Turning Archive 2006
Dominic Greco in Richboro PA
Here is a photo I just took of (4) spoons I turned/power carved, and (2) scoops. These are Christmas presents for my Mom and MIL. Although my wife has indicated that SHE would like a full set of these as well!
All are made from cherry I found along the side of the road, milled into flat stock, and allowed to dry for 2 years. The really nice part is that just about all these items were turned from scrap wood that was cut from the flat stock. I knew I was right when I didn't discard those pieces!
The spoons all measure about 12" long and have varying sized heads. The scoops are about 5" to 5 1/2" long and are just under 3" in diameter.
Before turning the scoops, I finally broke down and purchased a copy of Richard Raffan's "Turning Projects". It was well worth it! His method for turning scoops was the easiest I've seen so far. I was able to turn a scoop in half the time I did before.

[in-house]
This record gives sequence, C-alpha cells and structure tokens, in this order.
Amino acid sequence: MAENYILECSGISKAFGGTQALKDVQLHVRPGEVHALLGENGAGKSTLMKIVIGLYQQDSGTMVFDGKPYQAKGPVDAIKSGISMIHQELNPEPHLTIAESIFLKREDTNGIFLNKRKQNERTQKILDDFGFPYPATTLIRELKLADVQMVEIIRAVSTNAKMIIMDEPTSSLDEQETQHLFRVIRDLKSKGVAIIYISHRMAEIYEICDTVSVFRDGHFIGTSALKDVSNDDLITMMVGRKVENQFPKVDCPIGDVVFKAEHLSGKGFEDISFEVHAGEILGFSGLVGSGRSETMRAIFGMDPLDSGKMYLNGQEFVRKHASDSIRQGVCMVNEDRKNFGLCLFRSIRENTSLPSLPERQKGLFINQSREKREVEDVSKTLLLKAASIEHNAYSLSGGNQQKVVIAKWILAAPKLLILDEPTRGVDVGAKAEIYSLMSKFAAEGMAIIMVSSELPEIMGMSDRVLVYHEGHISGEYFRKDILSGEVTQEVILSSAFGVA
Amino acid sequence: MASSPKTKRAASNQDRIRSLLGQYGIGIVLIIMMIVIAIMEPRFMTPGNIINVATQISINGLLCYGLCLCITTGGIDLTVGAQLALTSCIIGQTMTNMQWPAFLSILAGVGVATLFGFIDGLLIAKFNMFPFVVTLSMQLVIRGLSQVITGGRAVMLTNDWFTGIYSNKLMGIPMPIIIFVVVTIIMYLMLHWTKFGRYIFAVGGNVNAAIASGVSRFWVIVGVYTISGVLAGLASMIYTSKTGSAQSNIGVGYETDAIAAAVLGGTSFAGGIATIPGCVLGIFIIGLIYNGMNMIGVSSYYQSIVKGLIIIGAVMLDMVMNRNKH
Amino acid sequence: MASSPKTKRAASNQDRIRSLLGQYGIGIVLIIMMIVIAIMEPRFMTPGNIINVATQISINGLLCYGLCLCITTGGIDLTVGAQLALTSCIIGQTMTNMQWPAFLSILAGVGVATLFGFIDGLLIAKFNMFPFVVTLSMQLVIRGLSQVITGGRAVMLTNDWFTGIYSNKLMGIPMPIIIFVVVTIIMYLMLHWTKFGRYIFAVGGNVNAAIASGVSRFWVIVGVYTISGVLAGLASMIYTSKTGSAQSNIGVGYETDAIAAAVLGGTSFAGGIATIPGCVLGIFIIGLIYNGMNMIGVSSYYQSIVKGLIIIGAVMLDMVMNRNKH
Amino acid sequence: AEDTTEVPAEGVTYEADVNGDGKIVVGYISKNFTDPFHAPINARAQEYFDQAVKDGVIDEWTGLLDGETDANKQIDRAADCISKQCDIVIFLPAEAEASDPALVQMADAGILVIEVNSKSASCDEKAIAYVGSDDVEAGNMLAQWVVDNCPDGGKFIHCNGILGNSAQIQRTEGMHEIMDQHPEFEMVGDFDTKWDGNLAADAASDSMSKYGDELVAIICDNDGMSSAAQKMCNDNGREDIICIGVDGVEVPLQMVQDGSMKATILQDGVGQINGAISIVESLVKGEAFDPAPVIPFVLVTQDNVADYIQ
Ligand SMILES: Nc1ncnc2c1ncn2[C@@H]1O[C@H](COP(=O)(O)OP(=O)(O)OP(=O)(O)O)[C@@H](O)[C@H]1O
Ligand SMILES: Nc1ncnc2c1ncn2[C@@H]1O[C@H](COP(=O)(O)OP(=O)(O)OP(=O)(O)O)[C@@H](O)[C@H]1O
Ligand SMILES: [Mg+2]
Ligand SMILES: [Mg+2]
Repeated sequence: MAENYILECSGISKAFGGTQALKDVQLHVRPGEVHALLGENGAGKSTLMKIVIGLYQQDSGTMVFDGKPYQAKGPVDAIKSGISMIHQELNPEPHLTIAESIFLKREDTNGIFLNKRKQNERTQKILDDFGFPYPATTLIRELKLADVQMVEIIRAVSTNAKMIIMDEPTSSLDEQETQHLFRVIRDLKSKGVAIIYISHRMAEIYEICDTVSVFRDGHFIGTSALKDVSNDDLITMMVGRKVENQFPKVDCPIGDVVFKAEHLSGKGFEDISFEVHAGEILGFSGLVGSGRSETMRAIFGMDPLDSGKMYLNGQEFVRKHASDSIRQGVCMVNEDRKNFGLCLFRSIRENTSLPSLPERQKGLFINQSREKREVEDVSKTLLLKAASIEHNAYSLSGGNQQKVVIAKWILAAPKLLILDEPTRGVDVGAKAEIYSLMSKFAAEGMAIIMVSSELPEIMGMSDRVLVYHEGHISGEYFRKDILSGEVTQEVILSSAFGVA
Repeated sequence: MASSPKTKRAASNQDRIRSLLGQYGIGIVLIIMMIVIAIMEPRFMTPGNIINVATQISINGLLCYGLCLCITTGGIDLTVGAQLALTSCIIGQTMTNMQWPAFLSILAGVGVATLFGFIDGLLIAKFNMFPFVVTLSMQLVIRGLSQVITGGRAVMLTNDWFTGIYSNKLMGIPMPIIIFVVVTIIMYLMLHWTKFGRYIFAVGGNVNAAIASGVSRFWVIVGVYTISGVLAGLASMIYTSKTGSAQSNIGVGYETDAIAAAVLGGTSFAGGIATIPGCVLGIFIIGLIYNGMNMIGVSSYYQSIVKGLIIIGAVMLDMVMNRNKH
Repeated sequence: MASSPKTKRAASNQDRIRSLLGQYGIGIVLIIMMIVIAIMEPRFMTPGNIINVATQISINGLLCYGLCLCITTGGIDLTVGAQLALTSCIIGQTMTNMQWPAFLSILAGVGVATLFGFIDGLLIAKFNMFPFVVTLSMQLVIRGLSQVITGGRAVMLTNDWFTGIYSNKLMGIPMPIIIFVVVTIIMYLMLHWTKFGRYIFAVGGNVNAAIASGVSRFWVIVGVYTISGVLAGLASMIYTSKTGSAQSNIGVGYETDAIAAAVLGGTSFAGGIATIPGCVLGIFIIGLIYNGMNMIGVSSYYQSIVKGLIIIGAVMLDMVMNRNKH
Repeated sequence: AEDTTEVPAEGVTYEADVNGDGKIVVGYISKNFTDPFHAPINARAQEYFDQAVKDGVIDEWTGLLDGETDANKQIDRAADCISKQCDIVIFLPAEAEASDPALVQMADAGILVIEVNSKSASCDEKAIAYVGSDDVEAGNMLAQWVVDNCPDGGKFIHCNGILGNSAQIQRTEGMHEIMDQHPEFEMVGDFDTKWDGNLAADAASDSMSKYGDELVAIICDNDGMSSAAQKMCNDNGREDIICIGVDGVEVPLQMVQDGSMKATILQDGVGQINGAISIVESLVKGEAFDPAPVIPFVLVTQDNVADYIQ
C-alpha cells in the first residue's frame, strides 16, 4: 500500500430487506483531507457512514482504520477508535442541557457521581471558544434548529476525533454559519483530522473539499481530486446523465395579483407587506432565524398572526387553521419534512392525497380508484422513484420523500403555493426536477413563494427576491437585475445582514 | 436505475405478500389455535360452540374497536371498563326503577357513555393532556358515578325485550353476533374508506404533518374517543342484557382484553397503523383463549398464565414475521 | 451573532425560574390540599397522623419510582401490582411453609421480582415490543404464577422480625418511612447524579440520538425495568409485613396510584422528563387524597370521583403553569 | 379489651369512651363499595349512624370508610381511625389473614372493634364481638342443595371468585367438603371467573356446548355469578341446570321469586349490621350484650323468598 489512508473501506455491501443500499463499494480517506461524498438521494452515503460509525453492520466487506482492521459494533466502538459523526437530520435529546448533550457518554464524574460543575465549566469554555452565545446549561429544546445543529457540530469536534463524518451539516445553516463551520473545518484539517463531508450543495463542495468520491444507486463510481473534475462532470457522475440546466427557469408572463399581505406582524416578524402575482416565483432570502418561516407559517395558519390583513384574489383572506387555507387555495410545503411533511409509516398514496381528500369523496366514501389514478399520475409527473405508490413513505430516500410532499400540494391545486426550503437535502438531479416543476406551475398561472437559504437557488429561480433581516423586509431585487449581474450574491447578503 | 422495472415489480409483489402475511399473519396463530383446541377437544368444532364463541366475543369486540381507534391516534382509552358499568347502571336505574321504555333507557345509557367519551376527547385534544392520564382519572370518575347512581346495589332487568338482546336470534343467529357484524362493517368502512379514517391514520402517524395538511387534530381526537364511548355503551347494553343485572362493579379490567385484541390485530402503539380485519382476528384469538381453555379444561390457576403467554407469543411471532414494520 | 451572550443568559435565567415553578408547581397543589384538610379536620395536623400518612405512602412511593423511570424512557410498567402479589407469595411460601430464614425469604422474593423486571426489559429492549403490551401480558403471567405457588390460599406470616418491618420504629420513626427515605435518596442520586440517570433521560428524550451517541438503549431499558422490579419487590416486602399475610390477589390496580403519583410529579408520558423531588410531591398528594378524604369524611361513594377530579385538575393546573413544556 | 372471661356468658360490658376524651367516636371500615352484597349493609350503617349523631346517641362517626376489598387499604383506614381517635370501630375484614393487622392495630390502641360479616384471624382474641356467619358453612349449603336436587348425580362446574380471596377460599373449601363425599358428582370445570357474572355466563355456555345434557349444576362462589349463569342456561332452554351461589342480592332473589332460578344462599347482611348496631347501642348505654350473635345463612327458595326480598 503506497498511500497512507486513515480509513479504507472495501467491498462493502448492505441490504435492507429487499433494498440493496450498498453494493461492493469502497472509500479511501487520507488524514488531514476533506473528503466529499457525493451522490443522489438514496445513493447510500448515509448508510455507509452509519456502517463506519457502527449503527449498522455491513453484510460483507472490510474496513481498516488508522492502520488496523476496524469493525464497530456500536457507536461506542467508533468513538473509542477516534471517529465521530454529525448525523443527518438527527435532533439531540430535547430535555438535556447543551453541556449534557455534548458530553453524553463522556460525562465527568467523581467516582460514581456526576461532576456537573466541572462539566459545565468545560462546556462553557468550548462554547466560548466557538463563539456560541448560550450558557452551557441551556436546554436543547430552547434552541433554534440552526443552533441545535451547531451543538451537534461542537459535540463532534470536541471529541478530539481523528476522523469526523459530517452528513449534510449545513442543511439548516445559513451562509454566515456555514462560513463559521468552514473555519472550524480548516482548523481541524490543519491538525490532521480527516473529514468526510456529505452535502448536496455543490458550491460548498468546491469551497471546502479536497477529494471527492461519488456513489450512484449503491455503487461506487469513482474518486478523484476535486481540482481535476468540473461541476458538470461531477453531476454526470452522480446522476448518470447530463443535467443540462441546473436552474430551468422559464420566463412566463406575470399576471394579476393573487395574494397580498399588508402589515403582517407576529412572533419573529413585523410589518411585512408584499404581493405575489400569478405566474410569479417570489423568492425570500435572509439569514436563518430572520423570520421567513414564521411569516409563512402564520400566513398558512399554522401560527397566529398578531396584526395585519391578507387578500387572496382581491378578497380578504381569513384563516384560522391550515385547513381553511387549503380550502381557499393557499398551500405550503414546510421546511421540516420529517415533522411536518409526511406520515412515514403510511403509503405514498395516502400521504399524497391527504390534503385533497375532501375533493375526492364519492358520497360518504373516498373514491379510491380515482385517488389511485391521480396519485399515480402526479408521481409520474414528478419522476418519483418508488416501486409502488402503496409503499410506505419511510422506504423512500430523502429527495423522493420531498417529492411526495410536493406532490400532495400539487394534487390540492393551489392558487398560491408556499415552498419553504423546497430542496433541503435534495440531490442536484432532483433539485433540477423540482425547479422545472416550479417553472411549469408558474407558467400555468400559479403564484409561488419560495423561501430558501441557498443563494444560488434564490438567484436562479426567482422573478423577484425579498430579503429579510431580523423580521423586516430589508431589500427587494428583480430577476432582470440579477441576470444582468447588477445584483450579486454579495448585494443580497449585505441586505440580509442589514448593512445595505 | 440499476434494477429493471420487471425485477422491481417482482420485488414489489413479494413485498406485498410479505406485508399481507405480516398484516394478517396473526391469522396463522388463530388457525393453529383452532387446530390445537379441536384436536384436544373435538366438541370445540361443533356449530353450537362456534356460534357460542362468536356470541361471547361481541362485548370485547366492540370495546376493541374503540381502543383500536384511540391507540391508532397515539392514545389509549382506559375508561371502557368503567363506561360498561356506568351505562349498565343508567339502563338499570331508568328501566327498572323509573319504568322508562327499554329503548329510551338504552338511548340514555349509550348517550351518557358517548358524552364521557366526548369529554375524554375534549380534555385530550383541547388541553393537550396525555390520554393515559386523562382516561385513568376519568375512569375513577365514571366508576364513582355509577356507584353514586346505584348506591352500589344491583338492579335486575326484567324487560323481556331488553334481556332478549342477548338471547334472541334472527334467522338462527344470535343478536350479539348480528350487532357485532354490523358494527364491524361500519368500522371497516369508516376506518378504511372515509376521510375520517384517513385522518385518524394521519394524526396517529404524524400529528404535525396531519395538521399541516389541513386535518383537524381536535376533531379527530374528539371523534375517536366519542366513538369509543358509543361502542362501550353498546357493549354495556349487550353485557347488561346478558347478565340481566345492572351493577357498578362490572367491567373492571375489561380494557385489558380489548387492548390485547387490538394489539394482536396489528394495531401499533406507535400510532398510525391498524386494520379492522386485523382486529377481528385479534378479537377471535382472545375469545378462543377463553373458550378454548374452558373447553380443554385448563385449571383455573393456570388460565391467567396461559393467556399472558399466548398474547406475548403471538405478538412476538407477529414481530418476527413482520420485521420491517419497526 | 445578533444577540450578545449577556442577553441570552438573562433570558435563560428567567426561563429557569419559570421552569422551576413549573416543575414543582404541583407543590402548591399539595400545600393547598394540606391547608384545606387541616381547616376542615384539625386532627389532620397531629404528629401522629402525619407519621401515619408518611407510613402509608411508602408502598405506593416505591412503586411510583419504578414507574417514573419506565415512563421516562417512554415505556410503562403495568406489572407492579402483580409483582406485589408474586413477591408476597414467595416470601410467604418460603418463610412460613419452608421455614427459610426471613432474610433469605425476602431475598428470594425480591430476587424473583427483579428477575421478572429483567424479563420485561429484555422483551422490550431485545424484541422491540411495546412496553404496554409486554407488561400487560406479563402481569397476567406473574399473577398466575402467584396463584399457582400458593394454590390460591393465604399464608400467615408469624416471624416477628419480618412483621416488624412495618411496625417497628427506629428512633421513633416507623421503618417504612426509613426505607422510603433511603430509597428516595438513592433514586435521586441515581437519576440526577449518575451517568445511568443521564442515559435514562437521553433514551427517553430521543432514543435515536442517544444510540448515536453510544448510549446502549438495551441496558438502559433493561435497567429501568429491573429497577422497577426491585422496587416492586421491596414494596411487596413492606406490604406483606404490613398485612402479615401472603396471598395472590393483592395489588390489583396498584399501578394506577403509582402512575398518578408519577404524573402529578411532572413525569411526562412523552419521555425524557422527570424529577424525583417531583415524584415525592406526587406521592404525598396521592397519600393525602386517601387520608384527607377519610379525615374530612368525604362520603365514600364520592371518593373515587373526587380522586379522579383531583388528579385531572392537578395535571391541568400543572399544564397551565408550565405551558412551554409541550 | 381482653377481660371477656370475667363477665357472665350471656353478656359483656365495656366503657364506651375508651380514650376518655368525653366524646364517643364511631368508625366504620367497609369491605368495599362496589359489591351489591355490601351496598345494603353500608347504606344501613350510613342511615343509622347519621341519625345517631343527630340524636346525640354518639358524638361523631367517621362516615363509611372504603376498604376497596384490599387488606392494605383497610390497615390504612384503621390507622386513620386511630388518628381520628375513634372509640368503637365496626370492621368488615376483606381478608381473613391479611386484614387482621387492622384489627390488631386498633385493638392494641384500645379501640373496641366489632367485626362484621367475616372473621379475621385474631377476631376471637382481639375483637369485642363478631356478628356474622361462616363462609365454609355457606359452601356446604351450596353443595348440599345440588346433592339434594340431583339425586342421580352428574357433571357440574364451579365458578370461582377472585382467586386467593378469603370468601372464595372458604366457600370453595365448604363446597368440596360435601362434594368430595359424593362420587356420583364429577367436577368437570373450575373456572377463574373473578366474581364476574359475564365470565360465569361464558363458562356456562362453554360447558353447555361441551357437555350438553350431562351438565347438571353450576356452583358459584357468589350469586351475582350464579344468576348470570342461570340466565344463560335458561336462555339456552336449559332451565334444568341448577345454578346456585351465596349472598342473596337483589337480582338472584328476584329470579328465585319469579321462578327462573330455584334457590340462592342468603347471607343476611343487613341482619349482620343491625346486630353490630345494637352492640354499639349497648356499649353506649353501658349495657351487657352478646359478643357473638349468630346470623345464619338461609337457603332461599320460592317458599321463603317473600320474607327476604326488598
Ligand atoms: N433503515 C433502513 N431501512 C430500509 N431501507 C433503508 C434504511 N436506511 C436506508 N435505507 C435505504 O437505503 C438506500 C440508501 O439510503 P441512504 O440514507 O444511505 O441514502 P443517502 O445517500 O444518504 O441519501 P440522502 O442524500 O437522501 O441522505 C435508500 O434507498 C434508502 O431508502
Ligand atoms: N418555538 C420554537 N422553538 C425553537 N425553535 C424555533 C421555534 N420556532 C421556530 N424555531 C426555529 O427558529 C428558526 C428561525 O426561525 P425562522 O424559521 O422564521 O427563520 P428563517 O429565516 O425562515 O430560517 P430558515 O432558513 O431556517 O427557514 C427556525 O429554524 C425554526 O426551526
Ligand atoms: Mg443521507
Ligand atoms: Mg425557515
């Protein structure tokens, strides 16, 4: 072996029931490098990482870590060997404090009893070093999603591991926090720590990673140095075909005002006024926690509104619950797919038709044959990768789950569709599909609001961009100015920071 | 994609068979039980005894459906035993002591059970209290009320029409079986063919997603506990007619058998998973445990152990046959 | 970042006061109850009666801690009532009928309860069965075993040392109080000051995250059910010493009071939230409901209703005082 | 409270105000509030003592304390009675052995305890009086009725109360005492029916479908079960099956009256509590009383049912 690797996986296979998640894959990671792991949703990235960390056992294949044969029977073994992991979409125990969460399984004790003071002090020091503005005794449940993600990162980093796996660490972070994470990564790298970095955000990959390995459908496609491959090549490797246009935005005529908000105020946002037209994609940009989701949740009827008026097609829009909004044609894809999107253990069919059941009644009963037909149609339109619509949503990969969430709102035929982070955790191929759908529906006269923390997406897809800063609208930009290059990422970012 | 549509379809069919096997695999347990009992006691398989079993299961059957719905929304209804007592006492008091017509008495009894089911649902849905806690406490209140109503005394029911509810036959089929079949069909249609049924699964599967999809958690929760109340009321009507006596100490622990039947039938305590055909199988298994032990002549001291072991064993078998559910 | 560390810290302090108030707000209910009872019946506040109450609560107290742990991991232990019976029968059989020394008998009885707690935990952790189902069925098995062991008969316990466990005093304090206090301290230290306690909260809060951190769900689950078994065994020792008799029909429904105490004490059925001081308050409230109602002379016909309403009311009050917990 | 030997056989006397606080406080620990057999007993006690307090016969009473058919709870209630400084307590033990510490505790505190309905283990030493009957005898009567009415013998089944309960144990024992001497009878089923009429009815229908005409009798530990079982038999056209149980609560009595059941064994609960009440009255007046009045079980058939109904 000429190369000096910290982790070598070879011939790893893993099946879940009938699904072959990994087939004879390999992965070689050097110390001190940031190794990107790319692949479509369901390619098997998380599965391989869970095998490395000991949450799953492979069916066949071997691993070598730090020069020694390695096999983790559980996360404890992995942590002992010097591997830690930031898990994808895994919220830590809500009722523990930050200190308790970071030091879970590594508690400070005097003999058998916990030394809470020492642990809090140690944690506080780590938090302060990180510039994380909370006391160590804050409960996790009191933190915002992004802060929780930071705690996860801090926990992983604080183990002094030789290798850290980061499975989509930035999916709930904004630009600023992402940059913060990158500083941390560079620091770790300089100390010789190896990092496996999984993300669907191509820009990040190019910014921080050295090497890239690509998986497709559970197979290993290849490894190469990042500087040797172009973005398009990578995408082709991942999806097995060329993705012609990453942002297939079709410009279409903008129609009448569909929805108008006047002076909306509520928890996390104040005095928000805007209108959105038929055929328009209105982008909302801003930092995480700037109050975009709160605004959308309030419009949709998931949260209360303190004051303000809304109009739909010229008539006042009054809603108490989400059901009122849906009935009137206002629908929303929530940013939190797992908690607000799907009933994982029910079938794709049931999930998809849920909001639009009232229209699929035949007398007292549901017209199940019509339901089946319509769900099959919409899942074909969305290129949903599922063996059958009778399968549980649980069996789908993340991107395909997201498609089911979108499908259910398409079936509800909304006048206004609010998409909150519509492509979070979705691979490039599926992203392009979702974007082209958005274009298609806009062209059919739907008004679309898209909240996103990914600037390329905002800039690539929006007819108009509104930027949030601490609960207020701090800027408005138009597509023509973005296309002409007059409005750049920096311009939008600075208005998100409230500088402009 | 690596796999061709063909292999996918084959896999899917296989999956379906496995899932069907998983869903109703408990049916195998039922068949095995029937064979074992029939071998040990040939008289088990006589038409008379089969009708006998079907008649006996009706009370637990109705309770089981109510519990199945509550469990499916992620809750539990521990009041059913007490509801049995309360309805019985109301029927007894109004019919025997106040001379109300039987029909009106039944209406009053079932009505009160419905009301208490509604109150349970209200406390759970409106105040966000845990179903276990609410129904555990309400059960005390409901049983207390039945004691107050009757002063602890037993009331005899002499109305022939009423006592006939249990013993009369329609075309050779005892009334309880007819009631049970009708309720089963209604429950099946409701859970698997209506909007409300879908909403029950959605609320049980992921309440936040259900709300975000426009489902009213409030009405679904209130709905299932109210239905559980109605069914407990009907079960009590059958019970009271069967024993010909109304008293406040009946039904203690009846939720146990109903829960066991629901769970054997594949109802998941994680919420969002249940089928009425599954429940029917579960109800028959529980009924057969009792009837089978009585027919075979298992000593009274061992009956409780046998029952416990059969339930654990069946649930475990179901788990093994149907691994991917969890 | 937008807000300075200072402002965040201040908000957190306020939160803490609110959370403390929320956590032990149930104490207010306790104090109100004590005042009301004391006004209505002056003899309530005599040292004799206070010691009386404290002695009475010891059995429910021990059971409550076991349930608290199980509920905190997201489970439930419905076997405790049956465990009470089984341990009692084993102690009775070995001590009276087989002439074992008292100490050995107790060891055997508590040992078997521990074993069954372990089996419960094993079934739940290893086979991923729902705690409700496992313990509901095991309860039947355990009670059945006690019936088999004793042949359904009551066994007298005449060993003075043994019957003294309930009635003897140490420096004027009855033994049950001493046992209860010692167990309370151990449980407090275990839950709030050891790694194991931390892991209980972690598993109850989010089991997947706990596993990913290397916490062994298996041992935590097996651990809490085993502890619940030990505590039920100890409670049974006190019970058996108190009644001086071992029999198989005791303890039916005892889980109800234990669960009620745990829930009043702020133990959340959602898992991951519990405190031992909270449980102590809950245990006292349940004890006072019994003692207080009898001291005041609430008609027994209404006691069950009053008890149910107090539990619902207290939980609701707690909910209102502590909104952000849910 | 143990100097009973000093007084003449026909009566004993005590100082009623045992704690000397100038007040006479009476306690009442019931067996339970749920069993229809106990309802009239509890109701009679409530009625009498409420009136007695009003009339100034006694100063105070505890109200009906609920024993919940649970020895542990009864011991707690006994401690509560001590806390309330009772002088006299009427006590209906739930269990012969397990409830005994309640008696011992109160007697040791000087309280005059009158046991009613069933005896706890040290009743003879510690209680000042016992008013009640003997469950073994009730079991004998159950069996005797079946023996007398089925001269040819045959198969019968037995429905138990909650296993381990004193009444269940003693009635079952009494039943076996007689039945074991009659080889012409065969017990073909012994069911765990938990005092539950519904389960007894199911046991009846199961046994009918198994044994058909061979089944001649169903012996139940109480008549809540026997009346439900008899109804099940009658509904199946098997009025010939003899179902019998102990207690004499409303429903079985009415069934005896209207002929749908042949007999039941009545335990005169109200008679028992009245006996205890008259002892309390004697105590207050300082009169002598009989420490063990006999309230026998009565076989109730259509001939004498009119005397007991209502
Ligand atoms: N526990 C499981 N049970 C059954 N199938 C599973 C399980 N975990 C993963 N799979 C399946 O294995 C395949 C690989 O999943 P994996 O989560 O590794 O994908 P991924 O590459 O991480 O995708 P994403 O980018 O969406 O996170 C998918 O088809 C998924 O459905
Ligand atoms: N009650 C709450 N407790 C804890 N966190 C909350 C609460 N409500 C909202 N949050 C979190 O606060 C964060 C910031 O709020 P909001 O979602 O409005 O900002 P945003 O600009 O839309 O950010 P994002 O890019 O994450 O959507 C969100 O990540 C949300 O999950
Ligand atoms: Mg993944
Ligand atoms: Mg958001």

The bowl section of the spoons were power carved with a rotary rasp purchased from PSI's showroom in Phila PA. I was lucky they had any left. Since this was a discontinued item, I think I got the last pack they had. With the spoon clamped firmly to the top of my workbench I chucked this bit into my trim router and used it to hog out the material. Before I started I sketched out the perimeter of the bowl to be a guideline. I'll say this about rotary rasps, they sure can hog away material FAST!
When I was first researching how to turn spoons, I used the link provided to me when I was looking for information on scoops. It lead me to Woodturning Online. What a fantastic resource that site turned out to be! I have Bill Turpin to thank for that link. (Thanks Bill!) One gent on that site suggested using ball end mills to hog out the material. I purchased one from ENCO and made the mistake of getting a double fluted version. It takes too fine of a bite and clogs up WAY to easy. I should have gotten a single fluted version. Oh well, better luck next time! Luckily PSI had these rotary rasps on hand.
The finish is Mineral Oil followed by buffing and a liberal coat of bee's wax.
See ya around,